git tfs verify regex check broken #123

chrisbroome opened this Issue Dec 22, 2011 · 3 comments


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2 participants

I was getting the dreaded "object reference not set to an instance of an object" error using the latest git-tfs on git version 1.7.8.msysgit.0

It turns out that the Regular expression that looks for commits wasn't allowing for extra stuff after the commit id. I set my git logs to automatically decorate commits and this was causing the Regex to not be able to parse the commit. I've posted my fix along with a new unit test below in the form of diffs:

diff --git a/GitTfs/Core/GitRepository.cs b/GitTfs/Core/GitRepository.cs
index 6d1f0c6..dda0436 100644
--- a/GitTfs/Core/GitRepository.cs
+++ b/GitTfs/Core/GitRepository.cs
@@ -260,7 +260,7 @@ namespace Sep.Git.Tfs.Core
                 var match = GitTfsConstants.CommitRegex.Match(line);
                 if (match.Success)
-                    currentCommit = match.Groups[1].Value;
+                    currentCommit = match.Groups["commit"].Value;
                 var changesetInfo = TryParseChangesetInfo(line, currentCommit, includeStubRemotes);
diff --git a/GitTfs/GitTfsConstants.cs b/GitTfs/GitTfsConstants.cs
index 543d3d6..6cd6c5b 100644
--- a/GitTfs/GitTfsConstants.cs
+++ b/GitTfs/GitTfsConstants.cs
@@ -6,7 +6,7 @@ namespace Sep.Git.Tfs
         public static readonly Regex Sha1 = new Regex("[a-f\\d]{40}", RegexOptions.IgnoreCase);
         public static readonly Regex Sha1Short = new Regex("[a-f\\d]{4,40}", RegexOptions.IgnoreCase);
-        public static readonly Regex CommitRegex = new Regex("^commit (" + Sha1 + ")\\s*$");
+        public static readonly Regex CommitRegex = new Regex(string.Concat( @"^commit (?<commit>", Sha1, @")" ), RegexOptions.Compiled);

         public const string DefaultRepositoryId = "default";

diff --git a/GitTfsTest/GitTfsRegexTests.cs b/GitTfsTest/GitTfsRegexTests.cs
index 1711ac0..62aca19 100644
--- a/GitTfsTest/GitTfsRegexTests.cs
+++ b/GitTfsTest/GitTfsRegexTests.cs
@@ -14,6 +14,14 @@ namespace Sep.Git.Tfs.Test

+        public void CommitRegexShouldApproveGitCommitTitleWithExtraInfoAfterCommit()
+        {
+            const string line = "commit 9b655abe865ef0e4048aba904b79c7a2f10bdfce (HEAD, origin/master)";
+            var match = GitTfsConstants.CommitRegex.Match( line );
+            Assert.IsTrue( match.Success );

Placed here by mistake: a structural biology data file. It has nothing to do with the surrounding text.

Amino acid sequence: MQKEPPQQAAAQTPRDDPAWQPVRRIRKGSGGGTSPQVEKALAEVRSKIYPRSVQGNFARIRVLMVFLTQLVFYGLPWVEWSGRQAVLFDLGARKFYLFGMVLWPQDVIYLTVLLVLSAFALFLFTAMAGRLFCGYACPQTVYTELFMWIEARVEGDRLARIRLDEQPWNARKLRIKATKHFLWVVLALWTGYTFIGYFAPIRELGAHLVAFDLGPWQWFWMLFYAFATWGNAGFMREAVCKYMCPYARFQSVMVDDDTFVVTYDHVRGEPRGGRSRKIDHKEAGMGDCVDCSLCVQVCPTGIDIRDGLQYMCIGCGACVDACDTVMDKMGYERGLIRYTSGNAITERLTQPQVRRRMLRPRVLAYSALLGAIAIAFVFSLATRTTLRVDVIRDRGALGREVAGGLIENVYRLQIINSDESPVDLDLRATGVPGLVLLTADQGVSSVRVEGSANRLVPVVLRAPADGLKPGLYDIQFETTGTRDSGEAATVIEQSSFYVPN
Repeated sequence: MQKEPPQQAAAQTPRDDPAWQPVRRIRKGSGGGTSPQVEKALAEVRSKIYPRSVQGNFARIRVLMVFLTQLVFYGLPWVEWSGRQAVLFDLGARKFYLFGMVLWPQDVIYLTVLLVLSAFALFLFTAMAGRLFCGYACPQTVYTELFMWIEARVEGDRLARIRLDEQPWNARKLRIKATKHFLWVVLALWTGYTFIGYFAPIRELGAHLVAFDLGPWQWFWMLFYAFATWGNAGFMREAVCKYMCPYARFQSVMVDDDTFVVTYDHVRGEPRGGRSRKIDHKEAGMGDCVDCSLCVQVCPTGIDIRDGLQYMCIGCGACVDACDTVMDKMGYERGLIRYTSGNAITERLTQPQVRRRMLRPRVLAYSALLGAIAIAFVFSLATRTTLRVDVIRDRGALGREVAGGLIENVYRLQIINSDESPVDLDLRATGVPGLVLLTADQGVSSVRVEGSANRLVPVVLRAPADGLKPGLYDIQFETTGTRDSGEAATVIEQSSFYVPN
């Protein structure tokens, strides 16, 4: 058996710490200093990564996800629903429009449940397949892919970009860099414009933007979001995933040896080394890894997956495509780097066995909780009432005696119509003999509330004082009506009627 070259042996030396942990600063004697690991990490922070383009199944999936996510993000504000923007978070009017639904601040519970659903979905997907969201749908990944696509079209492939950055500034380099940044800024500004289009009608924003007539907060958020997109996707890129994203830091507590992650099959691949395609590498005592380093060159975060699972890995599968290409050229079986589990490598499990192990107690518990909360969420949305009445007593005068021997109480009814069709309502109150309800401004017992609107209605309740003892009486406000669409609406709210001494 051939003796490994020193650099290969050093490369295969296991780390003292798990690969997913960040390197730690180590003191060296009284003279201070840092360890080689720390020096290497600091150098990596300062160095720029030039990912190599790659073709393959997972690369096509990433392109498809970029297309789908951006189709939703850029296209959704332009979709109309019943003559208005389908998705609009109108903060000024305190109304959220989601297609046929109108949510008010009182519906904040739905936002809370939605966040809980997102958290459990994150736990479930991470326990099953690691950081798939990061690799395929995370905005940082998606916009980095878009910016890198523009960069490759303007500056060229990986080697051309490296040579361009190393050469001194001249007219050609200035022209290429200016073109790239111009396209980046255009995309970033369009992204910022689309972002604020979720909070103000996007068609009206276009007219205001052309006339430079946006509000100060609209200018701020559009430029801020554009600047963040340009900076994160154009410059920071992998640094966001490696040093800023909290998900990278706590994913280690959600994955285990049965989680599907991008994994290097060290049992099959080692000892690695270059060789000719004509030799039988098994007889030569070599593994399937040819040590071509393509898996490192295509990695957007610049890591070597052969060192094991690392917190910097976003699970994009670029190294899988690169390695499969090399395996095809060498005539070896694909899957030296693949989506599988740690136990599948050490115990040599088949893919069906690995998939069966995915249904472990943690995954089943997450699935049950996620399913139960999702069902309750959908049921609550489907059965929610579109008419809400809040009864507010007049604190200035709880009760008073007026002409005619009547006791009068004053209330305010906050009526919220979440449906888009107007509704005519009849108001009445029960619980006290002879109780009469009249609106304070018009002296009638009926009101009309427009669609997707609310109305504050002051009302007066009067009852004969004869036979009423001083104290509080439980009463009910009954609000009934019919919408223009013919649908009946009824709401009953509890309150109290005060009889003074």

+        }
+        [TestMethod]
         public void CommitRegexShouldDeclineCommitRevertMessage()
             const string line = "    This reverts commit e096daaf57d937fef3c0c639c3a59232310c6a20.";

Strictly speaking, the named capture group, "commit", is not necessary, but I find it easier to read when used vs match.Groups[1].Value

I could create a fork and submit a pull request if that's the better way to submit the fix for the issue.


spraints commented Dec 23, 2011

I like the named capture group. I agree that it's easier to read.

As for the fix, this is good, but it'd be even better to get git log to output a consistent format, despite any local customizations made by a user.

Also, a pull request is the way to go for patch submission.

Sorry it has taken me so long to reply here. Over the past few months, I've started doing things a bit differently with my git setup. I no longer alias over any of the builtin commands, so this issue is no longer a problem for me.

Instead of configuring alias.log, I now set use the alias hist = log --oneline --decorate --graph --branches. I've decided that aliasing core commands is probably a Bad Idea, so I just don't do it anymore, regardless of whether or not I'm using git-tfs.

I'm going to close this issue, but I wanted to ask: do you think this deserves a mention on the wiki? It might be useful for others to know that aliasing over any of the git commands will be problematic for git-tfs because of the way it runs commands and captures output. Obviously this will no longer be a problem when everything is implementing using a library, but it might be worth mentioning.


spraints commented Apr 19, 2012

i would like to make git-tfs handle it gracefully... ideally, we'll get away from parsing command output.

in the meantime, yes, it is worth a mention.

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